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UK Shale Is Hale
Cameron to Brussels: Paws Off Our Fracking

British Prime Minister David Cameron is opening up the UK’s countryside to drilling—and, yes, that includes fracking—and he’s got a message for the EU: don’t rule out our shale gas.

100,000 is an important number for Britain’s shale aspirations. It’s the number of square kilometers being opened up for oil and gas exploration, and it’s also the number of pounds on offer to communities affected by fracking. The UK has sizable reserves of shale gas—roughly 1,3o0 trillion cubic feet—but has so far struggled to overcome strident local opposition to exploratory well drilling.

This new push to license drilling operations all across Britain, along with the sizable carrot on offer to communities willing to play host to fracking, signal Cameron’s strong desire to emulate the American shale boom. Given the country’s recent struggles with rising heating bills, a new source of domestic energy would be especially welcome.

But 10 Downing is wary of interference by Brussels. Europe has so far missed the shale bandwagon entirely, as (somewhat misguided) green concerns have managed to thwart any serious commercial production. As Reuters reports, Cameron wrote to the European Commission warning the body against making rules which might threaten his quest to frack:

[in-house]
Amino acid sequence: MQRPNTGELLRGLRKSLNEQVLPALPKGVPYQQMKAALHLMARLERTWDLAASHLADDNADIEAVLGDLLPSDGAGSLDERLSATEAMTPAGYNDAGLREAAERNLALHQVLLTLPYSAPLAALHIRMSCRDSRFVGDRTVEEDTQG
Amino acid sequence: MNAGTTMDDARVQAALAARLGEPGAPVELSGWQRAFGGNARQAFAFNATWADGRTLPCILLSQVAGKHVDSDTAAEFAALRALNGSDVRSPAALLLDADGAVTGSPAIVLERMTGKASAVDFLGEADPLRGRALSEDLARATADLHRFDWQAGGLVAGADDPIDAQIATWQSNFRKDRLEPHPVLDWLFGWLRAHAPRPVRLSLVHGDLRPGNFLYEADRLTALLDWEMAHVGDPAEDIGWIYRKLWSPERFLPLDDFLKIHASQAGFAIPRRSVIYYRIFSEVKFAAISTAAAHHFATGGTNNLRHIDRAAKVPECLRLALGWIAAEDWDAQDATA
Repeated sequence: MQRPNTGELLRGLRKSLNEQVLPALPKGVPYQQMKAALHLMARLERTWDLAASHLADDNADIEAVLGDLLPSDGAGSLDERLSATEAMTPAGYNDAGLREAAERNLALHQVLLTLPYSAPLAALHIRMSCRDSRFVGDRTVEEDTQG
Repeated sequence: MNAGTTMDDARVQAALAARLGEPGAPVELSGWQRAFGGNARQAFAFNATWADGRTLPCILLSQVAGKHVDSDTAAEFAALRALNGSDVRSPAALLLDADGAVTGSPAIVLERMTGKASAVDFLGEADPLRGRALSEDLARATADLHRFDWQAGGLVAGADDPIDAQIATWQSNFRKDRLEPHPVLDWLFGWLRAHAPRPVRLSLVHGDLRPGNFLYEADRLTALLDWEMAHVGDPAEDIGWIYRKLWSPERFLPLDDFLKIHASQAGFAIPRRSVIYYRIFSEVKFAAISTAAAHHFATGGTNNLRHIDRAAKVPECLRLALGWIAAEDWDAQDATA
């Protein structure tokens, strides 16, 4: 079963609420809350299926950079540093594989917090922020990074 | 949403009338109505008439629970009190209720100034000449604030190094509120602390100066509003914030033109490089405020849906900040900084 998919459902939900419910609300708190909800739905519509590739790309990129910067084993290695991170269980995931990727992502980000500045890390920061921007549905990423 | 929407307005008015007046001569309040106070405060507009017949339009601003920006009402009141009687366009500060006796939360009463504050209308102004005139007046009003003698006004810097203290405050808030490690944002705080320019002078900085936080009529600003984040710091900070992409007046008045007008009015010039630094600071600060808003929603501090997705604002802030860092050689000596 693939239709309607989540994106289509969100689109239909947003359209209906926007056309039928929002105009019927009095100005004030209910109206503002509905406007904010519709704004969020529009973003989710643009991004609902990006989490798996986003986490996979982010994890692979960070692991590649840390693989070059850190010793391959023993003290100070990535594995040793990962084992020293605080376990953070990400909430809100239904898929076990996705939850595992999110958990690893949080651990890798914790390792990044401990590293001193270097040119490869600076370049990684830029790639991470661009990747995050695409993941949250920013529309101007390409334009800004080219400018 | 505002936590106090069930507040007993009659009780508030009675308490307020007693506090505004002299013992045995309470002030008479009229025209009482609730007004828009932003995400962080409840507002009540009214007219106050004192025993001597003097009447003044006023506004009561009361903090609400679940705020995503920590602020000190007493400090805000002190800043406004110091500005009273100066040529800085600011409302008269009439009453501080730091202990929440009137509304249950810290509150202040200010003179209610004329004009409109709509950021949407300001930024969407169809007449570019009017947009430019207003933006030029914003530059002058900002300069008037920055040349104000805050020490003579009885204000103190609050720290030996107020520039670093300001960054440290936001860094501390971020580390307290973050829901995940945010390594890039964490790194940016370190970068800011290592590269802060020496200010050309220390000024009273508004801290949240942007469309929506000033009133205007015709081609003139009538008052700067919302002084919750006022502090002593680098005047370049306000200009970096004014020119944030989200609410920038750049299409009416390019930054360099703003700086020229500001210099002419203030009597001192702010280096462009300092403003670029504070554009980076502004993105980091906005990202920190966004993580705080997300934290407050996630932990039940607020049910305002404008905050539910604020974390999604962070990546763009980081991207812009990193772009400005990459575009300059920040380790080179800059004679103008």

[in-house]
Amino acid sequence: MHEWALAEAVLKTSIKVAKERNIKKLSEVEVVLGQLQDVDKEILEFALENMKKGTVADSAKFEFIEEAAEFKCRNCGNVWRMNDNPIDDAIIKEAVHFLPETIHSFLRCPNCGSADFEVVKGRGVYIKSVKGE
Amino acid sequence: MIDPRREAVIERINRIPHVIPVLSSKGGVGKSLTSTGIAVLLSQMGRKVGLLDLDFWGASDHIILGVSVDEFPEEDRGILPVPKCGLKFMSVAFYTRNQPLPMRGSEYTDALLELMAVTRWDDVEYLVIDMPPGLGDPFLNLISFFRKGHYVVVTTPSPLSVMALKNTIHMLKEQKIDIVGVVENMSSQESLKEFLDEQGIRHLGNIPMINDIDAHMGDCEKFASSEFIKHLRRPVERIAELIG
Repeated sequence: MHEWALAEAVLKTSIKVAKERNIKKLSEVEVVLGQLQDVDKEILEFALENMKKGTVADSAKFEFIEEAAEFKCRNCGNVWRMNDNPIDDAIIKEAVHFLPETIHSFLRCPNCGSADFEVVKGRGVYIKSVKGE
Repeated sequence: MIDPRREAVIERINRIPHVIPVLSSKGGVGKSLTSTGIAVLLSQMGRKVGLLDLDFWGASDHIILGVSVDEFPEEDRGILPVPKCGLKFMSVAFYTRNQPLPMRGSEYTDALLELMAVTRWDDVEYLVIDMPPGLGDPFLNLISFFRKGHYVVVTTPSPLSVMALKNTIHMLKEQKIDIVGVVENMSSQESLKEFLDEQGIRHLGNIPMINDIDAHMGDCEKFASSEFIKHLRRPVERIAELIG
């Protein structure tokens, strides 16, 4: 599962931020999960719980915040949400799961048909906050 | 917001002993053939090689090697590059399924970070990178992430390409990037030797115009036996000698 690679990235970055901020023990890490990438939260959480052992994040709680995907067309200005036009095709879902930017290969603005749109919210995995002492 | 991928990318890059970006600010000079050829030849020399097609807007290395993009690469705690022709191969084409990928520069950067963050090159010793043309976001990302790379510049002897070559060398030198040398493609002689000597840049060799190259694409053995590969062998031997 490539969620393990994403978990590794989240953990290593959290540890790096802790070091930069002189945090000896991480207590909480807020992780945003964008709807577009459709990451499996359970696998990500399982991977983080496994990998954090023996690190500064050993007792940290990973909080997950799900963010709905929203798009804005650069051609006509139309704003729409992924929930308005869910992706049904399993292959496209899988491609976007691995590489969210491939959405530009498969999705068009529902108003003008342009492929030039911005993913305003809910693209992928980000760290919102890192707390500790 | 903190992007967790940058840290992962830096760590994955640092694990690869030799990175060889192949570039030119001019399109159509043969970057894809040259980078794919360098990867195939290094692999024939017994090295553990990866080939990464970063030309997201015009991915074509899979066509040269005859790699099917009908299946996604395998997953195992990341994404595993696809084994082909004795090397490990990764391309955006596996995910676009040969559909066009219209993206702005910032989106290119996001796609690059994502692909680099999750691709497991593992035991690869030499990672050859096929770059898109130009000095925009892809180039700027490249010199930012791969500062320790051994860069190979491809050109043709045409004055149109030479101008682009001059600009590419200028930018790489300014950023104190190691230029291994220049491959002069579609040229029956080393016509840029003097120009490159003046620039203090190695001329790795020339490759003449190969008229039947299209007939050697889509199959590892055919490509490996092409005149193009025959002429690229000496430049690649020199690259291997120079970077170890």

“I am not in favour of new legislation where the lengthy timeframes and significant uncertainty involved are major causes for concern,” Cameron wrote in the letter dated Dec. 4. “The industry in the UK has told us that new EU legislation would immediately delay imminent investment.” […]

In January, the European Commission, the EU executive, is expected to publish a package of proposals related to its 2030 environment and energy strategy. These are expected to cover shale gas.

Shale gas could further strain the UK’s relationship with the EU, a relationship that despite squabbles over red tape and financial crises still benefits both parties. Ideally, Brussels would recognize shale gas’s worth as a viable and—gasp!—green energy source, but given its green policy track record, it looks like the UK-EU relationship, not Europe’s shale, is about to be fracked.

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